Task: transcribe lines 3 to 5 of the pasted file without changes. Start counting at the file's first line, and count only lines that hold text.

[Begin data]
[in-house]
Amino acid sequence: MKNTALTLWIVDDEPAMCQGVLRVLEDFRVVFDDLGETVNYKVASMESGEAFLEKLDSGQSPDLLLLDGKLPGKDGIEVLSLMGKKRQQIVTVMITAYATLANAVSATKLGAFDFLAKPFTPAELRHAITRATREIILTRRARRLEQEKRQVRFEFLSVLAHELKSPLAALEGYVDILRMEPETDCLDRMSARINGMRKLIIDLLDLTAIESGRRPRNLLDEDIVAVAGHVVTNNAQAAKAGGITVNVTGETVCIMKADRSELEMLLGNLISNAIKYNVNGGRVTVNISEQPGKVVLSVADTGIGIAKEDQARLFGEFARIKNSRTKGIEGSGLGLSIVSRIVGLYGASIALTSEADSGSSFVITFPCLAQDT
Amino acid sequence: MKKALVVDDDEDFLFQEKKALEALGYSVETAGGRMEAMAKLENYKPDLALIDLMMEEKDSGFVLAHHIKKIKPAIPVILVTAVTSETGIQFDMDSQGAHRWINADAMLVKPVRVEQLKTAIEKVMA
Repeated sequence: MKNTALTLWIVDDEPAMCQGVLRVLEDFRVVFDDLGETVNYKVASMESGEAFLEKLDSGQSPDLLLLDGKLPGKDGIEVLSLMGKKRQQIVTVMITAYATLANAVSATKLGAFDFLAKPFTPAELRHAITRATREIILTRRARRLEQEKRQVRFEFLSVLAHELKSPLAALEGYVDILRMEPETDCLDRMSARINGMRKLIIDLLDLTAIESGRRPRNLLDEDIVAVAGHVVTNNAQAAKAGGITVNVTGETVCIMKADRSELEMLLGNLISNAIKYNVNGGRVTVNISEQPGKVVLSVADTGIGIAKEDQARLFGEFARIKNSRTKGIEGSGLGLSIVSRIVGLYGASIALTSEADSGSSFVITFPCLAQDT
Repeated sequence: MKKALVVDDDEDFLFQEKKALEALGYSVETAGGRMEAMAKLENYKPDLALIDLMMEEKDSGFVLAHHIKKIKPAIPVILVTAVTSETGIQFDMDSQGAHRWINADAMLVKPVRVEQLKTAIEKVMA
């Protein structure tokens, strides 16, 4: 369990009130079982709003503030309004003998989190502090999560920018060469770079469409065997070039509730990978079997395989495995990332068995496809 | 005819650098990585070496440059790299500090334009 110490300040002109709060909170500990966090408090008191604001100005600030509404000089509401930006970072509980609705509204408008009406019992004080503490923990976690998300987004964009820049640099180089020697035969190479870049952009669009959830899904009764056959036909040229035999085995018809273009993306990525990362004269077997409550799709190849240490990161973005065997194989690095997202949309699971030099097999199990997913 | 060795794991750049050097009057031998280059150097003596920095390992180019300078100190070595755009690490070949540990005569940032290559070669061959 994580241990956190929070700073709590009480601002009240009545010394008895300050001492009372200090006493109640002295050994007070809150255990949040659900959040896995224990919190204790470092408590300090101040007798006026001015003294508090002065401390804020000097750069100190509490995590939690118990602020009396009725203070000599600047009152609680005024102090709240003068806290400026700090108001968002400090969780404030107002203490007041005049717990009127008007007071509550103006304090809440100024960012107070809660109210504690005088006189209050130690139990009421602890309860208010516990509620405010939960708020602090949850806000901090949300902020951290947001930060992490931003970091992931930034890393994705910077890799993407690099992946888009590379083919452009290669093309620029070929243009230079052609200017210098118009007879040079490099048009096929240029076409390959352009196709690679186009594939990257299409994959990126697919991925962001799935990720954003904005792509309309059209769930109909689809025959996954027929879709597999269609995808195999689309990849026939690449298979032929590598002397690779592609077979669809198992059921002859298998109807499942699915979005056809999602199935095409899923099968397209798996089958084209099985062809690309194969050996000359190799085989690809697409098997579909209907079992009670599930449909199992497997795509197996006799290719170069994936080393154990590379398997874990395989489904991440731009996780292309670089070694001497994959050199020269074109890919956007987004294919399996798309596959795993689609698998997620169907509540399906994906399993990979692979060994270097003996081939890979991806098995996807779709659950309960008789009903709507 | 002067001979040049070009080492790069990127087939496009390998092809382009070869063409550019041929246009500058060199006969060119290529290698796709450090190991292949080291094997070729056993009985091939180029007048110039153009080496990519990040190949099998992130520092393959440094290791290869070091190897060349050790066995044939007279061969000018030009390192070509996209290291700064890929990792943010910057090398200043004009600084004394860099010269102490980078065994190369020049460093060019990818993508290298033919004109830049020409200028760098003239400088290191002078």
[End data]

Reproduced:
Amino acid sequence: MKKALVVDDDEDFLFQEKKALEALGYSVETAGGRMEAMAKLENYKPDLALIDLMMEEKDSGFVLAHHIKKIKPAIPVILVTAVTSETGIQFDMDSQGAHRWINADAMLVKPVRVEQLKTAIEKVMA
Repeated sequence: MKNTALTLWIVDDEPAMCQGVLRVLEDFRVVFDDLGETVNYKVASMESGEAFLEKLDSGQSPDLLLLDGKLPGKDGIEVLSLMGKKRQQIVTVMITAYATLANAVSATKLGAFDFLAKPFTPAELRHAITRATREIILTRRARRLEQEKRQVRFEFLSVLAHELKSPLAALEGYVDILRMEPETDCLDRMSARINGMRKLIIDLLDLTAIESGRRPRNLLDEDIVAVAGHVVTNNAQAAKAGGITVNVTGETVCIMKADRSELEMLLGNLISNAIKYNVNGGRVTVNISEQPGKVVLSVADTGIGIAKEDQARLFGEFARIKNSRTKGIEGSGLGLSIVSRIVGLYGASIALTSEADSGSSFVITFPCLAQDT
Repeated sequence: MKKALVVDDDEDFLFQEKKALEALGYSVETAGGRMEAMAKLENYKPDLALIDLMMEEKDSGFVLAHHIKKIKPAIPVILVTAVTSETGIQFDMDSQGAHRWINADAMLVKPVRVEQLKTAIEKVMA